The Wedding Singer
Screenplay : Tim Herlihy
MPAA Rating : PG-13
Year of Release : 1998
Stars : Adam Sandler (Robby Hart), Drew Barrymore (Julia Sullivan), Allen Covert (Sammy), Angela Featherstone (Linda), Matthew Glave (Glenn), Billy Idol (Himself) Christine Taylor (Holly)
In "The Wedding Singer," Adam Sandler makes another bid for stardom in his post-"Saturday Night Live" years, playing the sweet-natured role of Robby Hart, the wedding singer of the movie's title. After only moderate success being an idiot in "Billy Madison" and a hockey player-turned-golfer in "Happy Gilmore," he makes a slight career shift by playing a romantic hero with a really bad haircut circa 1985.
The object of Robby's affection is Julia Sullivan (Drew Barrymore), an equally sweet waitress engaged to a womanizing lunk named Glenn Gulia (Matthew Glave). Robby, who knows more about weddings than just about anyone, was recently stood up at his own wedding by his girlfriend of six years, Linda (Angela Featherstone). "I woke up this morning, and realized I was going to marry a wedding singer," she tells him. Apparently, she was more enthralled with him six years ago when he was a struggling rock star in spandex pants who could "lick the microphone like David Lee Roth."
Robby and Julia start off as friends, when he agrees to help her plan her wedding because Glenn is too busy watching "Miami Vice" and trading bonds on Wall Street. But, according to the strictly formula script by Tim Herlihy (who also wrote "Billy Madison" and "Happy Gilmore"), Robby and Julia are destined to fall in love because they're obviously perfect for each other. All the signs are there, but neither one of them can see it until the end is at hand.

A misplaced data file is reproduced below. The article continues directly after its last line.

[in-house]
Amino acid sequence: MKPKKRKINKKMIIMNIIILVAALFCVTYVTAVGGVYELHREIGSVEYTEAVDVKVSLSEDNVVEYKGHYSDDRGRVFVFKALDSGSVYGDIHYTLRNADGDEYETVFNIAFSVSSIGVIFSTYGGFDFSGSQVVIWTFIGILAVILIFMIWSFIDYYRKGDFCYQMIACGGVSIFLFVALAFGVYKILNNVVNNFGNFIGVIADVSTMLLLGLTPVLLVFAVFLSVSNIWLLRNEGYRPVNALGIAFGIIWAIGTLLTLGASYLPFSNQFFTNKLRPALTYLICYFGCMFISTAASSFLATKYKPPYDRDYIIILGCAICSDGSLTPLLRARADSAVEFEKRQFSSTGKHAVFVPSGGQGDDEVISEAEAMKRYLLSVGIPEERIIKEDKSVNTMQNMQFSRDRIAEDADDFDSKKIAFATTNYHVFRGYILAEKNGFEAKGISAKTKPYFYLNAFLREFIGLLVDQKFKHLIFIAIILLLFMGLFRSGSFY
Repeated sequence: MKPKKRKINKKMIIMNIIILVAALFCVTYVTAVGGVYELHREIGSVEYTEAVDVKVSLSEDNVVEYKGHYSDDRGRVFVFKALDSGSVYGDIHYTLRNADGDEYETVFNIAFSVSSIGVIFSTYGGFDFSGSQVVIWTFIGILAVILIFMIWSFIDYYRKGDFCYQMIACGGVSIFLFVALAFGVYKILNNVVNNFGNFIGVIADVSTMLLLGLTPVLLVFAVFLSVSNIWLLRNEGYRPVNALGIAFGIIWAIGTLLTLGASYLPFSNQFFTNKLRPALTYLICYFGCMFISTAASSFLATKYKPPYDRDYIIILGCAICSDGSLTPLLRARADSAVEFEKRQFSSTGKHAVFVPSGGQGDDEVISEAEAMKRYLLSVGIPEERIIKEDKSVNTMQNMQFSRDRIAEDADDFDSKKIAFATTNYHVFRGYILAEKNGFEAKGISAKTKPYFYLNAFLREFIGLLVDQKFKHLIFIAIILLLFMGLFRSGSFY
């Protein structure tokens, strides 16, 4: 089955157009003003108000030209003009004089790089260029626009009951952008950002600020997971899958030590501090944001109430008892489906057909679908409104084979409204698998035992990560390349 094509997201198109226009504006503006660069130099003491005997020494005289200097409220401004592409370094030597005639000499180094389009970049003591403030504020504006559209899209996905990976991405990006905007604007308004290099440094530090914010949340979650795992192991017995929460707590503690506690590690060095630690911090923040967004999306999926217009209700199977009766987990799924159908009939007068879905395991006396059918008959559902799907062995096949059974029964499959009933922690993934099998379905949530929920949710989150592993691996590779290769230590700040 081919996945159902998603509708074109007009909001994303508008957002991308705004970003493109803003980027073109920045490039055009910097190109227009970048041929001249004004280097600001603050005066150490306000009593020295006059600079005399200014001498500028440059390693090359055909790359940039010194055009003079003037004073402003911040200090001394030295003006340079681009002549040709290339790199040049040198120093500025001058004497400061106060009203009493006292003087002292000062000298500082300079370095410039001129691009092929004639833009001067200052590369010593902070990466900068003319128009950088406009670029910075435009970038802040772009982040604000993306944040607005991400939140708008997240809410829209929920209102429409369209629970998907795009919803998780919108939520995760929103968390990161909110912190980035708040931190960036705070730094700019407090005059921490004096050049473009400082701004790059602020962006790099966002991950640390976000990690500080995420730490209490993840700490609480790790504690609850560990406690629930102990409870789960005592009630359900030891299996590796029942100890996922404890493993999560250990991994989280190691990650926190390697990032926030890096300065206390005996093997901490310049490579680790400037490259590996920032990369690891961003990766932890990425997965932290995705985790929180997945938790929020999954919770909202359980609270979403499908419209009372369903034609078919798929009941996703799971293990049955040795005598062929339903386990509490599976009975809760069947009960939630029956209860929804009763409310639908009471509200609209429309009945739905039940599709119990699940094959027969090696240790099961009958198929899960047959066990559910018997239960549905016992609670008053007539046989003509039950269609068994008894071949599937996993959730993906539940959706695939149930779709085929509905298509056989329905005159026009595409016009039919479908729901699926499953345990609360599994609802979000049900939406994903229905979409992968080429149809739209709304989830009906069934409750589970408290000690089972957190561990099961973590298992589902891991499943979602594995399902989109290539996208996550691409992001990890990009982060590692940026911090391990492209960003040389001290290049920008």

"The Wedding Singer" is a lightweight romantic comedy, with just enough funny moments to keep it adrift, but not so many that it's truly memorable. It has a kind of basic sweetness to it that many romantic movies don't have; you can feel a genuine affection for the main characters even while you listen to the gears of the plot machine grinding along toward the inevitable and obvious conclusion.
The only thing that really sets "The Wedding Singer" apart from other romantic comedies is its sense of time and place. The movie is set in 1985, and it constantly drops cultural icons of that period in our lap to make sure we never forget it -- a Rubick's Cube, a Freddy Krueger mask, Michael Jackson-style red leather jackets, a Boy George lookalike, not to mention the thoroughly eighties soundtrack ranging from The Thompson Twins to The Cure.
In fact, the movie tries so hard that it actually pushes the envelop too far. Unlike last year's "The Ice Storm" that evoked with sheer perfection the era of the early seventies for dramatic purposes, "The Wedding Singer" gets laughs by becoming a conscious parody of the era of yuppies, loud eye make-up, and Reaganism. It's not an actual recreation of 1985, but a collection of all our worst memories of that time period.
In the lead roles, Sandler and Barrymore are both up to par. Sandler gives us a display of his romantic side without completely sacrificing his more caustic brand of comedy; his acting, however, becomes more and more strained with each additional emotion he's required to display. Barrymore, on the other hand, shows that she is developing into a extremely talented actress. Whatever problems she had growing up have been put behind her, and she may well join the ranks of Jodie Foster as one of the few talented child stars who turns into a respected adult actress.
©1998 James Kendrick